What begins as trauma endures as strain. It reshapes us as subtly as water sculpts granite. Recent geopolitical and economic crises, tornadoes, flooding and wildfires have affected our essence as a nation, a community, a family. When in crisis, the last thought one has is, “How can we get perspective on how each of us is affected?” Instead, we experience disbelief, fear, reaction, dread. It’s emergency mode: evacuation backpacks, lists of essentials, the six P’s: people, pets, pills, papers, photos, phones. The most important P is not even on the list– the psychological impact.
Once the winds, fires, tornadoes, floods and shock from losses subside, we are disoriented and frightened. We emerge filled with anxiety, feelings of helplessness, displaced, and changed. Our existences have been turned upside down. Now we must understand the trauma and mitigate the strain, so the reshaping/ sculpting can leave us improved.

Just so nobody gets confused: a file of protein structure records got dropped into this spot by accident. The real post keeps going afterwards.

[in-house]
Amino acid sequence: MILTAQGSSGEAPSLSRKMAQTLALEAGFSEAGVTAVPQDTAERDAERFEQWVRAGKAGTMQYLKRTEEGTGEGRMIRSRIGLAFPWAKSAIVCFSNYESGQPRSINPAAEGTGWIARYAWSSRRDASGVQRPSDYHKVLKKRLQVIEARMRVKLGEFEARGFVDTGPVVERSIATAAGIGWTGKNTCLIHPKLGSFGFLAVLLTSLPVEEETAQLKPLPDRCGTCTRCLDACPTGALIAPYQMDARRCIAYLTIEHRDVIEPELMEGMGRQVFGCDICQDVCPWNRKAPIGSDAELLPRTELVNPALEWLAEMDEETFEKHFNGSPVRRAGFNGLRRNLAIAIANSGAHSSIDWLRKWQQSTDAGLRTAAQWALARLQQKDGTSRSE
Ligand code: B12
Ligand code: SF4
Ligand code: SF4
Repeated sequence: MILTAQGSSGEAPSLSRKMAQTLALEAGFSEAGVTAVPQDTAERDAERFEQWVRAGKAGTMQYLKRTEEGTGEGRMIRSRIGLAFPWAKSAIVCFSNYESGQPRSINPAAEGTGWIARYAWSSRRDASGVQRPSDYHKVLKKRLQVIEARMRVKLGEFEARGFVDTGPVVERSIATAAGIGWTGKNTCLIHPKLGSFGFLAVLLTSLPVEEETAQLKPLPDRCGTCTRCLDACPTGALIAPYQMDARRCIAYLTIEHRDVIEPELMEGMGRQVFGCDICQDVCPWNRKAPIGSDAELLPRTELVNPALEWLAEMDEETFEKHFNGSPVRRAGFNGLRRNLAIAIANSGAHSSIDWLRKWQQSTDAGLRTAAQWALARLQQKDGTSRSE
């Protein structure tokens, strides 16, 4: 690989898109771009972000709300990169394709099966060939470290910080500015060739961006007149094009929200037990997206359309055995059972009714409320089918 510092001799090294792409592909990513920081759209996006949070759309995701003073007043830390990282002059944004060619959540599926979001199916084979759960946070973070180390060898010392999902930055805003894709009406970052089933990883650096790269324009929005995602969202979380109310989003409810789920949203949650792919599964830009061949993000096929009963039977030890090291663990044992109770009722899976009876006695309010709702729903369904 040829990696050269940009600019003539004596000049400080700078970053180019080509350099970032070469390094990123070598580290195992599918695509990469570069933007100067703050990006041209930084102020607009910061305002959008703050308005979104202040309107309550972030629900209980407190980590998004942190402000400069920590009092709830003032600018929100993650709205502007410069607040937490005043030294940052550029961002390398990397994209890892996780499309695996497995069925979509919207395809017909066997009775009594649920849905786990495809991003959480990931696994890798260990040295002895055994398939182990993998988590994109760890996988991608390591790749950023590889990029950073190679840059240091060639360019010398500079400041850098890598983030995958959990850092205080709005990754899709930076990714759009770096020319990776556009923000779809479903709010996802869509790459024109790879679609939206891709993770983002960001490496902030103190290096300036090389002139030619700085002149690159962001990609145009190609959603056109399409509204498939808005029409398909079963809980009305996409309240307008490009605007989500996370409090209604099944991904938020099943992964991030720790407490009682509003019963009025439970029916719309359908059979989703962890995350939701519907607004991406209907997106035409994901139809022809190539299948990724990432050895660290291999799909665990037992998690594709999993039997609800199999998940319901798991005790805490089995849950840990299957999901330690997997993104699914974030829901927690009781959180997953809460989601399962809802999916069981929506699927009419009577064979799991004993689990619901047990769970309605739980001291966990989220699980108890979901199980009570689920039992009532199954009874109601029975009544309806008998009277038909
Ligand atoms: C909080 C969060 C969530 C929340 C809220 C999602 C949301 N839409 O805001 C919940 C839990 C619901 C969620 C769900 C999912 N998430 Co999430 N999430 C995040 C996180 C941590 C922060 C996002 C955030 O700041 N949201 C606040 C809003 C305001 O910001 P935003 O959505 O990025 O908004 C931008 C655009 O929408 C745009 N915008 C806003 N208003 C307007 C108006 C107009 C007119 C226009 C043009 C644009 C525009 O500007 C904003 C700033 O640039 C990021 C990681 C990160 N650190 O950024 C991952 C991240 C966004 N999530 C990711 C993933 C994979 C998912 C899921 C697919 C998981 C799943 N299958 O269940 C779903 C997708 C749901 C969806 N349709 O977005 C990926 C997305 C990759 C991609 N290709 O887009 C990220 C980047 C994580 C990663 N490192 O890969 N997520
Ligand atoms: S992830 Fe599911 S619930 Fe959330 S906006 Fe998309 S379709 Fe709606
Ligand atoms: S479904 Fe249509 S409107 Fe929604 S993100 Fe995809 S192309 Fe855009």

These moments call us to what is most important. How do we empower our children and families to rise to the challenges and grow stronger?
We might look to the Native Americans who have, this very month , lost thousands of acres of sacred land and habitat to wildfires. They have pooled family and community resources to confront the crisis. They are models of belief, viewing natural disasters, even the most devastating, as part of the cycle of dying and rebirth. We may not agree with this philosophy, yet a vivid moment related to me may impress you also: A Native American elder in a small New Mexico town, knelt on the ground as he faced west toward the enormous, exploding smoke plume coming from his reservation. Hat in hand and head bowed, this powerful figure prayed aloud in his own language, then sprinkled a handful of the earth around his feet. What can we take from this image, and his strong, quiet spirit?
Robin Turner, MSW, LCSW, Psy.D.
President, St. Louis Psychoanalytic Institute